Cloud Services Supporting IT Goals

By Derrick A Butts, CIO, Truth Initiative

It is important to understand how cloud services can support IT performance goals and how end-users, both on staff and in the industry, will embrace the transition. A key to success is building consensus with senior leadership about how to bolster secure access to corporate information while increasing operational efficiency and productivity in daily business.

A few years ago, Truth Initiative executives wanted to review and improve their IT delivery to meet the organization’s strategic plan objectives. They turned to an independent IT auditing company to identify productivity, security, and service improvements that would meet their objectives for fiscal year 2016 and beyond. As a result of the audit, the organization hired a CIO tore-engineer an IT department with performance goals focused on security, innovation and alignment with the organization’s strategic mission.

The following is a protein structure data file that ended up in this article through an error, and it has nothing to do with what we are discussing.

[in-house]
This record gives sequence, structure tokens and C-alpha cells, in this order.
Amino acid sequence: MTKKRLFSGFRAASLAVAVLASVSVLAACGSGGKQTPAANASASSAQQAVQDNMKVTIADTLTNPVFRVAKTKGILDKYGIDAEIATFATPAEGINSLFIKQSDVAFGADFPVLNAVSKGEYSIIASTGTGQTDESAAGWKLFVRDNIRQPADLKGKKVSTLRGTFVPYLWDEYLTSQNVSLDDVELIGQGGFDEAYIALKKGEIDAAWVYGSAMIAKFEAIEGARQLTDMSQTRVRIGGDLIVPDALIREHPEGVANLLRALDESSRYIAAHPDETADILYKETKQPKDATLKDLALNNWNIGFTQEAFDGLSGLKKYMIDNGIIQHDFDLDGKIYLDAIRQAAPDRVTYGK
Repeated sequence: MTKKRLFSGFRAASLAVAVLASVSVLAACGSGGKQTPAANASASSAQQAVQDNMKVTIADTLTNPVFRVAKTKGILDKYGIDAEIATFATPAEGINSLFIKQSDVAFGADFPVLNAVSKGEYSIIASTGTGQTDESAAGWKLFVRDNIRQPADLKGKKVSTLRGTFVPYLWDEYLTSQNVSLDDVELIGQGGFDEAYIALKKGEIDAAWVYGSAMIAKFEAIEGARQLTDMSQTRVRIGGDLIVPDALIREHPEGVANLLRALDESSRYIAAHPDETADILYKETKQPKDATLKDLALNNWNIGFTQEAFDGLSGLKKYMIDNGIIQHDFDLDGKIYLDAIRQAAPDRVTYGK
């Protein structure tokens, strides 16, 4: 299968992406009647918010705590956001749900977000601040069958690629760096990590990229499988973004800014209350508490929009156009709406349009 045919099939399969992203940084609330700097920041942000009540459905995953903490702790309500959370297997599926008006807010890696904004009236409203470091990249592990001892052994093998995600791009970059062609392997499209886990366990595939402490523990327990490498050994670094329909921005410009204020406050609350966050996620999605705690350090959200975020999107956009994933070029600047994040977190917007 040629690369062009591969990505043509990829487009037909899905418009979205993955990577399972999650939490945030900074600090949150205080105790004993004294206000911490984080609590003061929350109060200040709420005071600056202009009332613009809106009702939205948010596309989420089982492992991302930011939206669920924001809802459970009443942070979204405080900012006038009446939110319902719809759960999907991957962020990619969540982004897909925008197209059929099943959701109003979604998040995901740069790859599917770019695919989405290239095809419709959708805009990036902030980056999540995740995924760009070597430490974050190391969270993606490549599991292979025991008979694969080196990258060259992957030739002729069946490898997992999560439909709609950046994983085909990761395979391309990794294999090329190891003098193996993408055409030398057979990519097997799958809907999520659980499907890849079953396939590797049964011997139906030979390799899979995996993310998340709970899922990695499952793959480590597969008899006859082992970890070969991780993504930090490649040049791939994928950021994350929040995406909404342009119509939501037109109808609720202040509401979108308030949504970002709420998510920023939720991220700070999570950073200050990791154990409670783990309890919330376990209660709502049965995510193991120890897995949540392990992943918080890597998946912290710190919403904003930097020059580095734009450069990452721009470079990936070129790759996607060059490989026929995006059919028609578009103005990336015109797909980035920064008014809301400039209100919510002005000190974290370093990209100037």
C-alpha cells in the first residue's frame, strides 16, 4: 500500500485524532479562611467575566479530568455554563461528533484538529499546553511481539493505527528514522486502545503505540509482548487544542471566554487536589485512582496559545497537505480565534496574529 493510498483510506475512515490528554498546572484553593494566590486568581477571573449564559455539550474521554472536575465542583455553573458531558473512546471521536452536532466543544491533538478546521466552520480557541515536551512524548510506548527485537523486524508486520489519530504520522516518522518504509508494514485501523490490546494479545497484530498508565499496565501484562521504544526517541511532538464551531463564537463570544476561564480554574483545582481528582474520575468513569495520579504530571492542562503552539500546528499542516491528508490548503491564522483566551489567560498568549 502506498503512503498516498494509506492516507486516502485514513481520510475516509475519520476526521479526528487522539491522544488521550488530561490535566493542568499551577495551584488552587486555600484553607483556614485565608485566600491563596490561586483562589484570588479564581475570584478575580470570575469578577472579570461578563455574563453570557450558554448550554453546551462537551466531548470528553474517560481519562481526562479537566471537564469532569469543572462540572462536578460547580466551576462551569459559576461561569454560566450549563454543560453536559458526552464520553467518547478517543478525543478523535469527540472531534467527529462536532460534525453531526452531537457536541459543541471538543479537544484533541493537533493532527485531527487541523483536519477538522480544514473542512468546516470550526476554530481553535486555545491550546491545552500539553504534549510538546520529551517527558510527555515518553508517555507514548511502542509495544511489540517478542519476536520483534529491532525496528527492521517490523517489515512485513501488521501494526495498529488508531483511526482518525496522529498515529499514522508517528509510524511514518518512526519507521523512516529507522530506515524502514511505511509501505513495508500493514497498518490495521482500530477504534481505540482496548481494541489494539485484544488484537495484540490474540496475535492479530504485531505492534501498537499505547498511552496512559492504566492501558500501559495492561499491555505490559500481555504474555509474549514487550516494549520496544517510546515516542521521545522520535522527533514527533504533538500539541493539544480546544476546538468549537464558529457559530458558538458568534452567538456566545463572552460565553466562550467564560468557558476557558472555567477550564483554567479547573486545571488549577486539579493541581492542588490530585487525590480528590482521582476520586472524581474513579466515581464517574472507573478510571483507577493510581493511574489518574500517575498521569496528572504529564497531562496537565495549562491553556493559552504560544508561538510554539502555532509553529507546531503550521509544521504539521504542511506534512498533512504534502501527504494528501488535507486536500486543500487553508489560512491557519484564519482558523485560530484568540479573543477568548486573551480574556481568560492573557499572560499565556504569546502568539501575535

We looked at cloud offerings and how well they would align with the strategic plan. We viewed technology and on-line services as drivers to help increase the ease with which we fulfill the organization’s mission. The utilization of cloud services was one of those technology services strongly considered to better support greater access and availability to stored information.

Our effort to refresh our approach to technology based on the strategic plan, also coincided with a move to a new building. The move in particular gave us an opportunity to research the benefits of cloud services. We presented the pros and cons of moving to cloud services to our senior leadership team.